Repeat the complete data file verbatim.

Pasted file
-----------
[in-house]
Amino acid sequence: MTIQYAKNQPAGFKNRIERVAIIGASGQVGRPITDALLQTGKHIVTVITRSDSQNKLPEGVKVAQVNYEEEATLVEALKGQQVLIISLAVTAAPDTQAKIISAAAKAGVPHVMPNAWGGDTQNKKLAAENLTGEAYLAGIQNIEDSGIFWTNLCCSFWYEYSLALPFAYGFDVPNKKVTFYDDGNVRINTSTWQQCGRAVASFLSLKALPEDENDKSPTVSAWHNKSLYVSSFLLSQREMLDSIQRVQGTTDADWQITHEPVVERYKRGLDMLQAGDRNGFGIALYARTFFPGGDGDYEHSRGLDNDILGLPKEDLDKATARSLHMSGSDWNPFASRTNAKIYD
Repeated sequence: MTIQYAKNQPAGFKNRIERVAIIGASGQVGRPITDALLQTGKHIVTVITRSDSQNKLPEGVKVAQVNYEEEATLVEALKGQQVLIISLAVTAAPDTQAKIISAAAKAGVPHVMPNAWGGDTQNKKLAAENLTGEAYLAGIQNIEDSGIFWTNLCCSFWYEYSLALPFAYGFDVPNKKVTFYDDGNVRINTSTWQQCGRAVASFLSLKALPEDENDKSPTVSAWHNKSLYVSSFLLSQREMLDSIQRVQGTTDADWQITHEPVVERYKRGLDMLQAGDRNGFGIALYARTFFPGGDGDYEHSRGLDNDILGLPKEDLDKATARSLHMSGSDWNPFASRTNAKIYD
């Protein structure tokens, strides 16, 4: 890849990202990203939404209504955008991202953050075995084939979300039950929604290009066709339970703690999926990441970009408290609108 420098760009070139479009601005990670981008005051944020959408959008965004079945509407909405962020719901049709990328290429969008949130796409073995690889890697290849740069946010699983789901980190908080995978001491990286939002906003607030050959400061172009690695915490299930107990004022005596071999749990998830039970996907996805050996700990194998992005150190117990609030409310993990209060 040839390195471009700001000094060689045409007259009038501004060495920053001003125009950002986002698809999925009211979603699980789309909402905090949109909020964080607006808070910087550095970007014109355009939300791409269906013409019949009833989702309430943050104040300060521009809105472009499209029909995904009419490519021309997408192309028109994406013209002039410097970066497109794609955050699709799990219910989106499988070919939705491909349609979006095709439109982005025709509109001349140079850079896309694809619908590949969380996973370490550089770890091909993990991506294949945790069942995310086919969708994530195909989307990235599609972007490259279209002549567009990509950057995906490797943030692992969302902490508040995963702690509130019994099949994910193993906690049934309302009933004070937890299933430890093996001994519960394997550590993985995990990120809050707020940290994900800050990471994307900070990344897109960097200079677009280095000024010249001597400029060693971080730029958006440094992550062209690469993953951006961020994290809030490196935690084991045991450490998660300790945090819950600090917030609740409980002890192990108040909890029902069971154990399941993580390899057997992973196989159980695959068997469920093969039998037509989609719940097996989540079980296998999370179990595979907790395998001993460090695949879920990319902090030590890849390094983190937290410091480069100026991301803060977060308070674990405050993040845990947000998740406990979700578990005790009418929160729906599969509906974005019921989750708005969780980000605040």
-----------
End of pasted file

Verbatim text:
[in-house]
Amino acid sequence: MTIQYAKNQPAGFKNRIERVAIIGASGQVGRPITDALLQTGKHIVTVITRSDSQNKLPEGVKVAQVNYEEEATLVEALKGQQVLIISLAVTAAPDTQAKIISAAAKAGVPHVMPNAWGGDTQNKKLAAENLTGEAYLAGIQNIEDSGIFWTNLCCSFWYEYSLALPFAYGFDVPNKKVTFYDDGNVRINTSTWQQCGRAVASFLSLKALPEDENDKSPTVSAWHNKSLYVSSFLLSQREMLDSIQRVQGTTDADWQITHEPVVERYKRGLDMLQAGDRNGFGIALYARTFFPGGDGDYEHSRGLDNDILGLPKEDLDKATARSLHMSGSDWNPFASRTNAKIYD
Repeated sequence: MTIQYAKNQPAGFKNRIERVAIIGASGQVGRPITDALLQTGKHIVTVITRSDSQNKLPEGVKVAQVNYEEEATLVEALKGQQVLIISLAVTAAPDTQAKIISAAAKAGVPHVMPNAWGGDTQNKKLAAENLTGEAYLAGIQNIEDSGIFWTNLCCSFWYEYSLALPFAYGFDVPNKKVTFYDDGNVRINTSTWQQCGRAVASFLSLKALPEDENDKSPTVSAWHNKSLYVSSFLLSQREMLDSIQRVQGTTDADWQITHEPVVERYKRGLDMLQAGDRNGFGIALYARTFFPGGDGDYEHSRGLDNDILGLPKEDLDKATARSLHMSGSDWNPFASRTNAKIYD
């Protein structure tokens, strides 16, 4: 890849990202990203939404209504955008991202953050075995084939979300039950929604290009066709339970703690999926990441970009408290609108 420098760009070139479009601005990670981008005051944020959408959008965004079945509407909405962020719901049709990328290429969008949130796409073995690889890697290849740069946010699983789901980190908080995978001491990286939002906003607030050959400061172009690695915490299930107990004022005596071999749990998830039970996907996805050996700990194998992005150190117990609030409310993990209060 040839390195471009700001000094060689045409007259009038501004060495920053001003125009950002986002698809999925009211979603699980789309909402905090949109909020964080607006808070910087550095970007014109355009939300791409269906013409019949009833989702309430943050104040300060521009809105472009499209029909995904009419490519021309997408192309028109994406013209002039410097970066497109794609955050699709799990219910989106499988070919939705491909349609979006095709439109982005025709509109001349140079850079896309694809619908590949969380996973370490550089770890091909993990991506294949945790069942995310086919969708994530195909989307990235599609972007490259279209002549567009990509950057995906490797943030692992969302902490508040995963702690509130019994099949994910193993906690049934309302009933004070937890299933430890093996001994519960394997550590993985995990990120809050707020940290994900800050990471994307900070990344897109960097200079677009280095000024010249001597400029060693971080730029958006440094992550062209690469993953951006961020994290809030490196935690084991045991450490998660300790945090819950600090917030609740409980002890192990108040909890029902069971154990399941993580390899057997992973196989159980695959068997469920093969039998037509989609719940097996989540079980296998999370179990595979907790395998001993460090695949879920990319902090030590890849390094983190937290410091480069100026991301803060977060308070674990405050993040845990947000998740406990979700578990005790009418929160729906599969509906974005019921989750708005969780980000605040």